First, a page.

The tenure of Sydney Symphony Orchestra chief conductor David Robertson has been extended to six years in what he has described as a "vote of confidence" from the orchestra. "I'm pleased the orchestra is still willing to have me and that they don't have one of those calendars on the wall like in prison where they are crossing the days off!" joked a clearly delighted Robertson, announcing the one-year extension.
In the foreground a naked, seated figure voices a cry of apparently existential anguish while a black-clad priest hovers over his right shoulder like an malevolent, predatory crow. Behind, a bishop retreats serenely towards a distant church on top of a hill. The seated figure is Steven Fisher, a survivor of sex abuse by the Anglican clergy in Tasmania. He also campaigns on behalf of victims.
St Mary's Cathedral is mostly deserted on this Thursday morning. But as the 22 boy choristers of the cathedral choir begin singing, the few tourists wandering around grabbing iPhone snaps are suddenly transfixed. The simple purity of the sound that fills the vast sandstone-walled space is impossible to ignore. The church fathers certainly knew a thing or two about putting on a show. It's enough, almost, to give this atheist momentary pause for thought.
Muck Rack makes it simple to find people, tweets, or articles that mention any name, keyword, company, hashtag etc. We've compiled this guide to help you make the most of your search.
Selecting a term
Start searching tweets, articles from media outlets, articles mentioned in tweets, journalists'
names, titles and bios with some suggested searches:
Companies or Topics (e.g. iPhone, Microsoft)
Phrases (e.g. "cloud computing") — use quotes to keep the terms together
Twitter handles (e.g. @username) — returns those who have mentioned or replied to
Names (e.g. "David Pogue")
Hashtags (e.g. #sxsw, #london2012)
Bio details (e.g. vegan, Olympics, father)
Muck Rack's Advanced Search allows for many boolean operators.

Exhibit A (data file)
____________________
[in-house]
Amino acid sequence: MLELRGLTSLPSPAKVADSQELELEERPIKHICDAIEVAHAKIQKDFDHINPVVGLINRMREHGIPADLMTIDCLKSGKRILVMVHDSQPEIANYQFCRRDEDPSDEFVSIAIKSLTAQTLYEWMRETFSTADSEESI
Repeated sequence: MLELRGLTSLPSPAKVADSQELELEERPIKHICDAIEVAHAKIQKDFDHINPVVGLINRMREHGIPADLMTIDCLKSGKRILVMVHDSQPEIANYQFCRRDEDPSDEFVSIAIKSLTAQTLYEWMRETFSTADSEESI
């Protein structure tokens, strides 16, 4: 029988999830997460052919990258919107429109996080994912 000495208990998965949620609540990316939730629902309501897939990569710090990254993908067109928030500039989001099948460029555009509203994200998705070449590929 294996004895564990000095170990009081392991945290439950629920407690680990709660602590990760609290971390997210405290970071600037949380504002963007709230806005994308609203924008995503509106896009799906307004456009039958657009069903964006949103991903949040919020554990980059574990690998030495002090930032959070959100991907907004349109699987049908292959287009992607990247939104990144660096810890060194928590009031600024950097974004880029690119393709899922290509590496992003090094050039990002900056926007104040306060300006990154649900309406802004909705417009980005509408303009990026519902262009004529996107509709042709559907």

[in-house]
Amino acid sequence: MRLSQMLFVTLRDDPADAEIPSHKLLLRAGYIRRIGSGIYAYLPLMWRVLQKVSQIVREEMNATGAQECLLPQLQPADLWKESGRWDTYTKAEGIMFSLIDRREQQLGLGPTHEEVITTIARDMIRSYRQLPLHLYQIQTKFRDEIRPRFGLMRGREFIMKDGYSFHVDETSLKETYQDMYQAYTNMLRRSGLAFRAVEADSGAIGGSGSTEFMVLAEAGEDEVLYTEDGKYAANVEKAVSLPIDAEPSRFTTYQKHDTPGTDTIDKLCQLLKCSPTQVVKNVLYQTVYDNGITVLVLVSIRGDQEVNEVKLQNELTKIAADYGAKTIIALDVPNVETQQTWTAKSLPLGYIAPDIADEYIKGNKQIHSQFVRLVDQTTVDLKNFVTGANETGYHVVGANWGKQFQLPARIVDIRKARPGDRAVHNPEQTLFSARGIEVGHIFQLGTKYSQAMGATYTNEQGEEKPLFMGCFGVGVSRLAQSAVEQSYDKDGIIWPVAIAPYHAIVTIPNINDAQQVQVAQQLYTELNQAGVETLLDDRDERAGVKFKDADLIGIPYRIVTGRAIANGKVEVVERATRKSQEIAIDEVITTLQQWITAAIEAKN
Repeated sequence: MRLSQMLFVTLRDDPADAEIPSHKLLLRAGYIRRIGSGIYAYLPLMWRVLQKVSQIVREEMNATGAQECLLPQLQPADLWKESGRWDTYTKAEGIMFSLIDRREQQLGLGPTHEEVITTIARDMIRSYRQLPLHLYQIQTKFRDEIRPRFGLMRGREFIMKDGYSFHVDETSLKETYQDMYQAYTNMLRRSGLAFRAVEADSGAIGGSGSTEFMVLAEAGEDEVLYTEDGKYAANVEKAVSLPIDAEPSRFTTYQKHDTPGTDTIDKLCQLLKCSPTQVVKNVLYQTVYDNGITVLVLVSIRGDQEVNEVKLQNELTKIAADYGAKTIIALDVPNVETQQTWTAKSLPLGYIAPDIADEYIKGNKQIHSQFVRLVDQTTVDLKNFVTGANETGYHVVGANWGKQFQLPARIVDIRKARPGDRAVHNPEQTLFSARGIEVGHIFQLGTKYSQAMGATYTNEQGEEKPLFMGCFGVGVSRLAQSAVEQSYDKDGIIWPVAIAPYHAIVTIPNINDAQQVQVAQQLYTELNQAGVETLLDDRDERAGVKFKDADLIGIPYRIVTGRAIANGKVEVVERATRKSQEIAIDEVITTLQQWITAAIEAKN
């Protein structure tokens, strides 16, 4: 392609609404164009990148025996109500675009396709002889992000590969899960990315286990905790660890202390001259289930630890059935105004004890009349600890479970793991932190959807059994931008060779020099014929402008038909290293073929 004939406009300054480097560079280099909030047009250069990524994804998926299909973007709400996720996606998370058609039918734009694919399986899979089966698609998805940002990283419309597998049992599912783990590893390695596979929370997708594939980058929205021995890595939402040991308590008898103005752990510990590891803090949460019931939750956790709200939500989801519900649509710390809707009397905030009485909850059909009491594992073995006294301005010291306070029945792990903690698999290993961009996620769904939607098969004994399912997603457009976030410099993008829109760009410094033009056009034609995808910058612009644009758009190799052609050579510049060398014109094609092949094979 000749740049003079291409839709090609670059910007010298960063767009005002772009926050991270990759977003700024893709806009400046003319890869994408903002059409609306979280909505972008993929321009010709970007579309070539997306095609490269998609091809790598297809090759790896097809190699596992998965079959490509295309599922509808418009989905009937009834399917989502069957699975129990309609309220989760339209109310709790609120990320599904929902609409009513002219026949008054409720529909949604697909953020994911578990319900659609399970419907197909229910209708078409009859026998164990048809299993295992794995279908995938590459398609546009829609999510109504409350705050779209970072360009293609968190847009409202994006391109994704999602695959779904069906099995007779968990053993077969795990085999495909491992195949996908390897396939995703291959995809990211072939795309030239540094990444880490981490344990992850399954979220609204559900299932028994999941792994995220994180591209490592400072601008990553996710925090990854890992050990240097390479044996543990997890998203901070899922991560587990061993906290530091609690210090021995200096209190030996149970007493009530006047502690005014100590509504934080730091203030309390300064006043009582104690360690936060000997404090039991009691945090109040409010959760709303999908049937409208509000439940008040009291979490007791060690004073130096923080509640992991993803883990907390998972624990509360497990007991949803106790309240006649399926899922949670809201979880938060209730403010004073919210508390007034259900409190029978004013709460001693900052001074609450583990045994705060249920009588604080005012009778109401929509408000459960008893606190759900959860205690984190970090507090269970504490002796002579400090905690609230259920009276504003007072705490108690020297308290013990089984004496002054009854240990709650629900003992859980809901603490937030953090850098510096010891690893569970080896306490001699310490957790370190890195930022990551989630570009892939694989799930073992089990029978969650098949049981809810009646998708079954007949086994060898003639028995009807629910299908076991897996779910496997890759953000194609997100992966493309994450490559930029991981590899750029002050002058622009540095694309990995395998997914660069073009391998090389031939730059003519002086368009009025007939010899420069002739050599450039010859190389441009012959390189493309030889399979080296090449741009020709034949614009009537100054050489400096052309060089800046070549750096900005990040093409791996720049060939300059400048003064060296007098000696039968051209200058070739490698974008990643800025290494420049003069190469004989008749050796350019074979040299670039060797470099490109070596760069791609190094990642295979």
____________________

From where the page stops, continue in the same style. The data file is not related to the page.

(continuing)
Find results that mention multiple specified terms, use AND or
+. For example, ensure each result contains both Elon Musk and Mark Zuckerberg by
searching Obama AND Romney or Obama + Romney.
Use the operators OR or , to broaden your search when you'd like either of
multiple terms to appear in results. (This is the default behavior of our search when no operators
are used.) For example, search for democrat OR republican to find results that refer to
Democrats and/or Republicans.
Use NOT or - to subtract results from your search. For
example, searching Disney will yield results about the Walt Disney Company as well as Walt Disney
World Resort. To exclude mentions of Disney World, search for Disney -World or Disney
When using one of these operators with a phrase, enclose it in quotation marks. For example, you can
find results about smartphones excluding Apple's iPhone 4S by searching smartphone -"iPhone
Exact case matching or punctuation
If you're searching for a brand name or keyword that relies on specific punctuation marks or capitalization, you can
find results that match your exact query by adding matchcase: before the keyword you're searching for, like matchcase:E*TRADE .
Use parentheses to separate multiple
boolean phrases. For example, to find journalists talking about having fun in Disney World or
Disneyland, search for ("disney world" OR disneyland) AND fun.
An asterisk can be used to search for any variation of a root word truncated by the asterisk. For example, searching for admin* will return results for administrator, administration, administer, administered, etc.
A near operator is an AND operator where you can control the distance between the words. You can vary the distance the near operation uses by adding a forward slash and number (between 0-99) such as strawberries NEAR/10 "whipped cream", which means the strawberries must exist within 10 words of "whipped cream".